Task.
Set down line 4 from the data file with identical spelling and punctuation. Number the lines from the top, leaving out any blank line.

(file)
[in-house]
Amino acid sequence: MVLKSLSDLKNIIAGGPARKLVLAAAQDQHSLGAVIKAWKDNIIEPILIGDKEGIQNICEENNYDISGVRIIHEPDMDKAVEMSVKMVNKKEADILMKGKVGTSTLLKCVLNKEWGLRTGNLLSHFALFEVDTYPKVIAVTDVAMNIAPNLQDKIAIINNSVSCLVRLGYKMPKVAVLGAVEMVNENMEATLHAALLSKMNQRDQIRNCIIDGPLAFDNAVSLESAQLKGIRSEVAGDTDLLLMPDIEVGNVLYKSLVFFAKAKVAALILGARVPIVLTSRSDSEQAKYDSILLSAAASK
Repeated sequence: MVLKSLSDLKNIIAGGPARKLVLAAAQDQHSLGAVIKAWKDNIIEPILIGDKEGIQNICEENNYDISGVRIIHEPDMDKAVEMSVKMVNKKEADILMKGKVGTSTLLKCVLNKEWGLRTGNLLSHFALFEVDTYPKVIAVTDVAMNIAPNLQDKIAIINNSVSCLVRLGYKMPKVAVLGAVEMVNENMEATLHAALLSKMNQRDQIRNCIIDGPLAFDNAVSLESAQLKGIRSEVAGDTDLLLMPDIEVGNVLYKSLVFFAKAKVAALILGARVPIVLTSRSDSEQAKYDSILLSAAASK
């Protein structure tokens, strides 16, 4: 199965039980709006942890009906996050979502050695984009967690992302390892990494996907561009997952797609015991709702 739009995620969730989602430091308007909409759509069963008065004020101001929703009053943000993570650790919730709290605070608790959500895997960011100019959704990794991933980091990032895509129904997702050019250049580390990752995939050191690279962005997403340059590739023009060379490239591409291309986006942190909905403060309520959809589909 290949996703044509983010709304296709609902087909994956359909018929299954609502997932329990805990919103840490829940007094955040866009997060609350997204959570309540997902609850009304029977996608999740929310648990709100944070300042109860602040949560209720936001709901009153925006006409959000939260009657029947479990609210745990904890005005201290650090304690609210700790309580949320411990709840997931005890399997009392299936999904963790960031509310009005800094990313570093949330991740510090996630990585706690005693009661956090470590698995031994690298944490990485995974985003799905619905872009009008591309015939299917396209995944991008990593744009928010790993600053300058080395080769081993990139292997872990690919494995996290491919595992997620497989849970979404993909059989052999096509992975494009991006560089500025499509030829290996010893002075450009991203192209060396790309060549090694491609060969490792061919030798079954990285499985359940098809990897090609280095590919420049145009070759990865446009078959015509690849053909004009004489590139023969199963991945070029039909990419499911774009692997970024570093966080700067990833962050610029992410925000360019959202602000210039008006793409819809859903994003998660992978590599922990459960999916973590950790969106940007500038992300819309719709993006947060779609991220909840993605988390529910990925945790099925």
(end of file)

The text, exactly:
């Protein structure tokens, strides 16, 4: 199965039980709006942890009906996050979502050695984009967690992302390892990494996907561009997952797609015991709702 739009995620969730989602430091308007909409759509069963008065004020101001929703009053943000993570650790919730709290605070608790959500895997960011100019959704990794991933980091990032895509129904997702050019250049580390990752995939050191690279962005997403340059590739023009060379490239591409291309986006942190909905403060309520959809589909 290949996703044509983010709304296709609902087909994956359909018929299954609502997932329990805990919103840490829940007094955040866009997060609350997204959570309540997902609850009304029977996608999740929310648990709100944070300042109860602040949560209720936001709901009153925006006409959000939260009657029947479990609210745990904890005005201290650090304690609210700790309580949320411990709840997931005890399997009392299936999904963790960031509310009005800094990313570093949330991740510090996630990585706690005693009661956090470590698995031994690298944490990485995974985003799905619905872009009008591309015939299917396209995944991008990593744009928010790993600053300058080395080769081993990139292997872990690919494995996290491919595992997620497989849970979404993909059989052999096509992975494009991006560089500025499509030829290996010893002075450009991203192209060396790309060549090694491609060969490792061919030798079954990285499985359940098809990897090609280095590919420049145009070759990865446009078959015509690849053909004009004489590139023969199963991945070029039909990419499911774009692997970024570093966080700067990833962050610029992410925000360019959202602000210039008006793409819809859903994003998660992978590599922990459960999916973590950790969106940007500038992300819309719709993006947060779609991220909840993605988390529910990925945790099925």